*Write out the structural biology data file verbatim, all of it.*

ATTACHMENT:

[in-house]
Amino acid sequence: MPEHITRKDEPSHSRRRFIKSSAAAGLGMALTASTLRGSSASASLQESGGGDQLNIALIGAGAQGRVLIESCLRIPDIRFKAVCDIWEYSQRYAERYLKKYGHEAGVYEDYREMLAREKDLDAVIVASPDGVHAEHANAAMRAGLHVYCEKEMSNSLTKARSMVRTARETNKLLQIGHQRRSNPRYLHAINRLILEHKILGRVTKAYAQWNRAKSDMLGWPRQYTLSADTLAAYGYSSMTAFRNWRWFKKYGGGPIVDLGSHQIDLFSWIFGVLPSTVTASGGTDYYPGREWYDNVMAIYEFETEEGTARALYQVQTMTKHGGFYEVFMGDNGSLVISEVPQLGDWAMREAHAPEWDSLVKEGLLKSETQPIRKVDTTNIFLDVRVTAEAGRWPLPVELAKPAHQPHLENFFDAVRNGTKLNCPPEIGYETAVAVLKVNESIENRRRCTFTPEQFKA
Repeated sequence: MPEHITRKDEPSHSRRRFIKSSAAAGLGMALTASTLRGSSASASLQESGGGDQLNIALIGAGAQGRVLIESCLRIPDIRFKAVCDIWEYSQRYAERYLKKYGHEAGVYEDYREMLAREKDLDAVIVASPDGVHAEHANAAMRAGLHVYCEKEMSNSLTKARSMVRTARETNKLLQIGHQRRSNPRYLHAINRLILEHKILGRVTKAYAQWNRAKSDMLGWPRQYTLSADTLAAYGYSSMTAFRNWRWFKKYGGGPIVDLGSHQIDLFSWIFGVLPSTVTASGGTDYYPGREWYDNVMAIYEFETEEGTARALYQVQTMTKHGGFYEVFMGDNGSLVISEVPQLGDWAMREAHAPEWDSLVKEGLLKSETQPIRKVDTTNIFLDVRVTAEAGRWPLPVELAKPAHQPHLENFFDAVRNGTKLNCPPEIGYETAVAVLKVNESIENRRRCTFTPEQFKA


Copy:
[in-house]
Amino acid sequence: MPEHITRKDEPSHSRRRFIKSSAAAGLGMALTASTLRGSSASASLQESGGGDQLNIALIGAGAQGRVLIESCLRIPDIRFKAVCDIWEYSQRYAERYLKKYGHEAGVYEDYREMLAREKDLDAVIVASPDGVHAEHANAAMRAGLHVYCEKEMSNSLTKARSMVRTARETNKLLQIGHQRRSNPRYLHAINRLILEHKILGRVTKAYAQWNRAKSDMLGWPRQYTLSADTLAAYGYSSMTAFRNWRWFKKYGGGPIVDLGSHQIDLFSWIFGVLPSTVTASGGTDYYPGREWYDNVMAIYEFETEEGTARALYQVQTMTKHGGFYEVFMGDNGSLVISEVPQLGDWAMREAHAPEWDSLVKEGLLKSETQPIRKVDTTNIFLDVRVTAEAGRWPLPVELAKPAHQPHLENFFDAVRNGTKLNCPPEIGYETAVAVLKVNESIENRRRCTFTPEQFKA
Repeated sequence: MPEHITRKDEPSHSRRRFIKSSAAAGLGMALTASTLRGSSASASLQESGGGDQLNIALIGAGAQGRVLIESCLRIPDIRFKAVCDIWEYSQRYAERYLKKYGHEAGVYEDYREMLAREKDLDAVIVASPDGVHAEHANAAMRAGLHVYCEKEMSNSLTKARSMVRTARETNKLLQIGHQRRSNPRYLHAINRLILEHKILGRVTKAYAQWNRAKSDMLGWPRQYTLSADTLAAYGYSSMTAFRNWRWFKKYGGGPIVDLGSHQIDLFSWIFGVLPSTVTASGGTDYYPGREWYDNVMAIYEFETEEGTARALYQVQTMTKHGGFYEVFMGDNGSLVISEVPQLGDWAMREAHAPEWDSLVKEGLLKSETQPIRKVDTTNIFLDVRVTAEAGRWPLPVELAKPAHQPHLENFFDAVRNGTKLNCPPEIGYETAVAVLKVNESIENRRRCTFTPEQFKA